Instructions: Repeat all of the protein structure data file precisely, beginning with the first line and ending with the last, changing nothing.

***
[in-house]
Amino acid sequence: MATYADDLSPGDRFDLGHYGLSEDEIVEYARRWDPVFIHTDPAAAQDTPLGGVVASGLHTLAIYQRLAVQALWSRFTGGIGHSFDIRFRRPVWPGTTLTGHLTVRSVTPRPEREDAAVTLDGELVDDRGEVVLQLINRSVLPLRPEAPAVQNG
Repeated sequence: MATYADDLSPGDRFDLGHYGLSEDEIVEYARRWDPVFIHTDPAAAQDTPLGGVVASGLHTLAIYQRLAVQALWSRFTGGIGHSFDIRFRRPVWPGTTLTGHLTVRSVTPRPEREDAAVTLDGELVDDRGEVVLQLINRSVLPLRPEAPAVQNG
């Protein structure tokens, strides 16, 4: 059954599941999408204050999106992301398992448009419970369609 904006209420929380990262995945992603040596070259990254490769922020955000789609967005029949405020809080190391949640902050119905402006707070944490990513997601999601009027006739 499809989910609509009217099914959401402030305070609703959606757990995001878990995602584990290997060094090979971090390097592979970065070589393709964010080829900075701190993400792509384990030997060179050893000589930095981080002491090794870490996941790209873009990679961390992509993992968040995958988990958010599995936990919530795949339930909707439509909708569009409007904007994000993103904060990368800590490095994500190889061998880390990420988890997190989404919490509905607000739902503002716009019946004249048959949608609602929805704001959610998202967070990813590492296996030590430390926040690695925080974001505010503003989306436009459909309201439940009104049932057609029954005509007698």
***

[in-house]
Amino acid sequence: MATYADDLSPGDRFDLGHYGLSEDEIVEYARRWDPVFIHTDPAAAQDTPLGGVVASGLHTLAIYQRLAVQALWSRFTGGIGHSFDIRFRRPVWPGTTLTGHLTVRSVTPRPEREDAAVTLDGELVDDRGEVVLQLINRSVLPLRPEAPAVQNG
Repeated sequence: MATYADDLSPGDRFDLGHYGLSEDEIVEYARRWDPVFIHTDPAAAQDTPLGGVVASGLHTLAIYQRLAVQALWSRFTGGIGHSFDIRFRRPVWPGTTLTGHLTVRSVTPRPEREDAAVTLDGELVDDRGEVVLQLINRSVLPLRPEAPAVQNG
């Protein structure tokens, strides 16, 4: 059954599941999408204050999106992301398992448009419970369609 904006209420929380990262995945992603040596070259990254490769922020955000789609967005029949405020809080190391949640902050119905402006707070944490990513997601999601009027006739 499809989910609509009217099914959401402030305070609703959606757990995001878990995602584990290997060094090979971090390097592979970065070589393709964010080829900075701190993400792509384990030997060179050893000589930095981080002491090794870490996941790209873009990679961390992509993992968040995958988990958010599995936990919530795949339930909707439509909708569009409007904007994000993103904060990368800590490095994500190889061998880390990420988890997190989404919490509905607000739902503002716009019946004249048959949608609602929805704001959610998202967070990813590492296996030590430390926040690695925080974001505010503003989306436009459909309201439940009104049932057609029954005509007698």